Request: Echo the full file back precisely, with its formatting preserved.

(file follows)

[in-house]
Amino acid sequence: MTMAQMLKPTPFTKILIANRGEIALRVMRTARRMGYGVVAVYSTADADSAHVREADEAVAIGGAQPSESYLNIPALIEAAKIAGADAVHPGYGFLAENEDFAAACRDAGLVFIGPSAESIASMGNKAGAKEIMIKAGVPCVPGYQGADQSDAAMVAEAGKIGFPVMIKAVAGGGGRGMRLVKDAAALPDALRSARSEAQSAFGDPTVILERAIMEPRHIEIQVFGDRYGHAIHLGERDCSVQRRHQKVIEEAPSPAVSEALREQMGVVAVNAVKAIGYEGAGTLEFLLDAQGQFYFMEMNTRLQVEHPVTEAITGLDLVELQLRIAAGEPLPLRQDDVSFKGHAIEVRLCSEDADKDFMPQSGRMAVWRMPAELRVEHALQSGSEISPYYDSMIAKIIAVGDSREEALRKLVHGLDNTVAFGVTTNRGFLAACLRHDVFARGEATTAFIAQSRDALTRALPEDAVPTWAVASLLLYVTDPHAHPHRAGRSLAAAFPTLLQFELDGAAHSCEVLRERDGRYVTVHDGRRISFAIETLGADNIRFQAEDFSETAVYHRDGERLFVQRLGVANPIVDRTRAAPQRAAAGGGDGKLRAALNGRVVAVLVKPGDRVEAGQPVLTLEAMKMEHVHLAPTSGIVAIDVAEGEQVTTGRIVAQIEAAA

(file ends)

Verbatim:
[in-house]
Amino acid sequence: MTMAQMLKPTPFTKILIANRGEIALRVMRTARRMGYGVVAVYSTADADSAHVREADEAVAIGGAQPSESYLNIPALIEAAKIAGADAVHPGYGFLAENEDFAAACRDAGLVFIGPSAESIASMGNKAGAKEIMIKAGVPCVPGYQGADQSDAAMVAEAGKIGFPVMIKAVAGGGGRGMRLVKDAAALPDALRSARSEAQSAFGDPTVILERAIMEPRHIEIQVFGDRYGHAIHLGERDCSVQRRHQKVIEEAPSPAVSEALREQMGVVAVNAVKAIGYEGAGTLEFLLDAQGQFYFMEMNTRLQVEHPVTEAITGLDLVELQLRIAAGEPLPLRQDDVSFKGHAIEVRLCSEDADKDFMPQSGRMAVWRMPAELRVEHALQSGSEISPYYDSMIAKIIAVGDSREEALRKLVHGLDNTVAFGVTTNRGFLAACLRHDVFARGEATTAFIAQSRDALTRALPEDAVPTWAVASLLLYVTDPHAHPHRAGRSLAAAFPTLLQFELDGAAHSCEVLRERDGRYVTVHDGRRISFAIETLGADNIRFQAEDFSETAVYHRDGERLFVQRLGVANPIVDRTRAAPQRAAAGGGDGKLRAALNGRVVAVLVKPGDRVEAGQPVLTLEAMKMEHVHLAPTSGIVAIDVAEGEQVTTGRIVAQIEAAA